• That's what SELECT Count(*) is for. That's what will get generated if you call .Count(*). If you ask "Can I get the number of results without actually executing the query" the answer is no. – Panagiotis Kanavos Sep 14 at 16:27
  • Yeah, or perhaps more like, "in Sql, does a result know anything about what found it, let alone, as you get it, which OR clause found it? And in just one query. " – Michael Sefranek Sep 14 at 16:36

It's possible, but you need to dig more deeper into expression trees.

First, what you need is a dynamic expression like this:

(match1 ? 1 : 0) + (match2 ? 1 : 0) + ... + (matchN ? 1 : 0)

Then you need to plug it into the selector expression. You can do that in a hard way by manually creating the selector using the Expression class methods, or much easier by using what I call prototype expressions. They are compile time lambda expressions with additional parameters which serve as placeholders and later are replaced with other expressions.

In either case you need a helper method for replacing a parameter expression with another expression (for instance to make sure all the ExpressionMatchList items use one and the same parameter instance, which is important in EF6). Think of it as expression equivalent of string.Replace. There are many examples of how to do that (all based on ExpressionVisitor), here is the one I use:

public static class ExpressionExtensions
{
    public static Expression ReplaceParameter(this Expression expression, ParameterExpression source, Expression target)
    {
        return new ParameterReplacer { Source = source, Target = target }.Visit(expression);
    }

    class ParameterReplacer : ExpressionVisitor
    {
        public ParameterExpression Source;
        public Expression Target;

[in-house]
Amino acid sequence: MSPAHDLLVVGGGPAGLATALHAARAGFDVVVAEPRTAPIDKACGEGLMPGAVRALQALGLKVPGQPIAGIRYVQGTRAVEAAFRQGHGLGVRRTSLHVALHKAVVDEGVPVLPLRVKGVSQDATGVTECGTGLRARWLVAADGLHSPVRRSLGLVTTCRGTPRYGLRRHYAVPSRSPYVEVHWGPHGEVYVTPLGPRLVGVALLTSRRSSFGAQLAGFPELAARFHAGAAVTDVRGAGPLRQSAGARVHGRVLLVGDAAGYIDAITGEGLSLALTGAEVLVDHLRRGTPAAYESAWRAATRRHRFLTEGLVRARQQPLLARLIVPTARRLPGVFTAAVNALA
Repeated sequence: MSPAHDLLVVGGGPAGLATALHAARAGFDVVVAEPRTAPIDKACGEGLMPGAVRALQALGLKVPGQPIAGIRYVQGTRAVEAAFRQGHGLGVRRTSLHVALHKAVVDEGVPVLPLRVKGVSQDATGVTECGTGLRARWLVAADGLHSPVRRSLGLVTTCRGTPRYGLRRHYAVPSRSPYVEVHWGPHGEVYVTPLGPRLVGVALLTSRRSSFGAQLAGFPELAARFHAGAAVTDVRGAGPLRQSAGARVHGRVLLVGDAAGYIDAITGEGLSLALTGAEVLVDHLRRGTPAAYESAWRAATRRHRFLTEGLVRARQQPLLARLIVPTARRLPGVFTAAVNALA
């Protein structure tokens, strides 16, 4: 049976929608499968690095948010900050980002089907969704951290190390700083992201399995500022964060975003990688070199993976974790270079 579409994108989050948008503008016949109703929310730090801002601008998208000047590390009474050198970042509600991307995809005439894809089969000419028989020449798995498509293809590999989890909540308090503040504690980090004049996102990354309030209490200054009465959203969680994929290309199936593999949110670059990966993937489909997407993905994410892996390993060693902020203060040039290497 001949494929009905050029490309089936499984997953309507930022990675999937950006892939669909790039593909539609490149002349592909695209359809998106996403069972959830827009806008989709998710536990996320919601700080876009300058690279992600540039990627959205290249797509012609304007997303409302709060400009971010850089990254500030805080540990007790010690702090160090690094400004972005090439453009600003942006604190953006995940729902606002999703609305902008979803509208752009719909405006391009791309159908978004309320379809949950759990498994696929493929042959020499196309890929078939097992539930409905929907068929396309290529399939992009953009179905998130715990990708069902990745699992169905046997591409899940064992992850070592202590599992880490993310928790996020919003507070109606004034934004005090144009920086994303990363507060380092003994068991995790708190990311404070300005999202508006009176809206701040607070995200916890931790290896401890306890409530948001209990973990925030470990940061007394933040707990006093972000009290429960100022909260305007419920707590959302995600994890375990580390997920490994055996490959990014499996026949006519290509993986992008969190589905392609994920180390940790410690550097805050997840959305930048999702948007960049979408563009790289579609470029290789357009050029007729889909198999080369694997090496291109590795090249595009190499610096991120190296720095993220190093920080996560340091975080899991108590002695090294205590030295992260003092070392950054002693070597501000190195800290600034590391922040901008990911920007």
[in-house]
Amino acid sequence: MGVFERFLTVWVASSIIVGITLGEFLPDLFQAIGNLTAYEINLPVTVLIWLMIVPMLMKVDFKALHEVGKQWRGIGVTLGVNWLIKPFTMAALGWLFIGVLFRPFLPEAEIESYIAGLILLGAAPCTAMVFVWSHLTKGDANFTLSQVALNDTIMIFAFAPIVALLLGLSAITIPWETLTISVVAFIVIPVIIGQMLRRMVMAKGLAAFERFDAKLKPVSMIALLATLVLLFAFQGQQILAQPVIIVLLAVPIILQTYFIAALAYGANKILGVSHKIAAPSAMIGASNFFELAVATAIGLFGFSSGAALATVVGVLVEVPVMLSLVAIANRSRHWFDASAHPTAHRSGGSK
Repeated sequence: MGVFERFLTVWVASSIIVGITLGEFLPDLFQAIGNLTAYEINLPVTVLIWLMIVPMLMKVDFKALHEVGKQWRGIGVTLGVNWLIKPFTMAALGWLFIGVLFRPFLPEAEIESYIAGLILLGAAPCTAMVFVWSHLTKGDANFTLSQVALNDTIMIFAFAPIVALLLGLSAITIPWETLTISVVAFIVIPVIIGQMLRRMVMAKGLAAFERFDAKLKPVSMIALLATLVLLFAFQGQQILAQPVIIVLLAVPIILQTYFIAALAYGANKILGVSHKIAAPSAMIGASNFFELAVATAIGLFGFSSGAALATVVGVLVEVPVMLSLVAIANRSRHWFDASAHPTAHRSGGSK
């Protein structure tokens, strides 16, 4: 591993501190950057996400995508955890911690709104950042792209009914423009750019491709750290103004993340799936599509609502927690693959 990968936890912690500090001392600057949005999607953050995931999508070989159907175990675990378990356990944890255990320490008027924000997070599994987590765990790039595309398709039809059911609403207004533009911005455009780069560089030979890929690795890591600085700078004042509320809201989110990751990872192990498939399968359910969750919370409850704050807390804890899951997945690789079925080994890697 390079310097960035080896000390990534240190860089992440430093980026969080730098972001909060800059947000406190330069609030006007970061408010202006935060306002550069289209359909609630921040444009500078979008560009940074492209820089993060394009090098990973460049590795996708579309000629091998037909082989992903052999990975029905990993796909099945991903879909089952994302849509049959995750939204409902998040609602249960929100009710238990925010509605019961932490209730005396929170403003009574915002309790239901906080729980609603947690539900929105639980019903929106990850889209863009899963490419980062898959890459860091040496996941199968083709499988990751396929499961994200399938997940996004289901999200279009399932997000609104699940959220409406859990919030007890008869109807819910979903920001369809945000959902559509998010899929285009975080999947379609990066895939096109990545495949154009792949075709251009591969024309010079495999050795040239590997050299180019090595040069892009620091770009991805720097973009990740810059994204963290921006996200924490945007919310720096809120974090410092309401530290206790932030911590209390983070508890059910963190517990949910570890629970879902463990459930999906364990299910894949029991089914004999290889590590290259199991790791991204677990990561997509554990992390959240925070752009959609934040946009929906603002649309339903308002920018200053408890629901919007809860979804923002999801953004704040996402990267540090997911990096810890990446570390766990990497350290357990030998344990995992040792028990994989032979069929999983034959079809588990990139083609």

protected override Expression VisitParameter(ParameterExpression node) =>
            node == Source ? Target : base.VisitParameter(node);
    }
}

Now let implement the aforementioned concept.

First, the prototype expression:

Expression<Func<Order, int, OrderInfo>> selectorPrototype = (o, matchCount) => new OrderInfo
{
    // ...
    SearchValue = matchCount,
};
var selectorBody = selectorPrototype.Body;
var selectorParameter = selectorPrototype.Parameters[0];
var matchCountParameter = selectorPrototype.Parameters[1];

So it's your original lambda expression selector with additional matchCount parameter which we are going to replace with the desired expression, dynamically built from ExpressionMatchList. Let do that:

var zero = Expression.Constant(0);
var one = Expression.Constant(1);
var matchCountValue = !ExpressionMatchList.Any() ? zero : ExpressionMatchList
    .Select(match => Expression.Condition(
        match.Body.ReplaceParameter(match.Parameters[0], selectorParameter),
        one, zero))
    .Aggregate<Expression>(Expression.Add);

selectorBody = selectorBody.ReplaceParameter(matchCountParameter, matchCountValue);

Now we are ready to create the desired selector:

var selector = Expression.Lambda<Func<Order, OrderInfo>>(selectorBody, selectorParameter);

and use it:

var result = context.Orders.Where(expr).Select(selector).ToList();
  • 1
    This is awesome. It may take me a bit to dig into. I love and am fascinated by how powerful expressions are, so I'll look and update when I have time to do more extensive testing of this. Thanks!! – Michael Sefranek Sep 14 at 19:16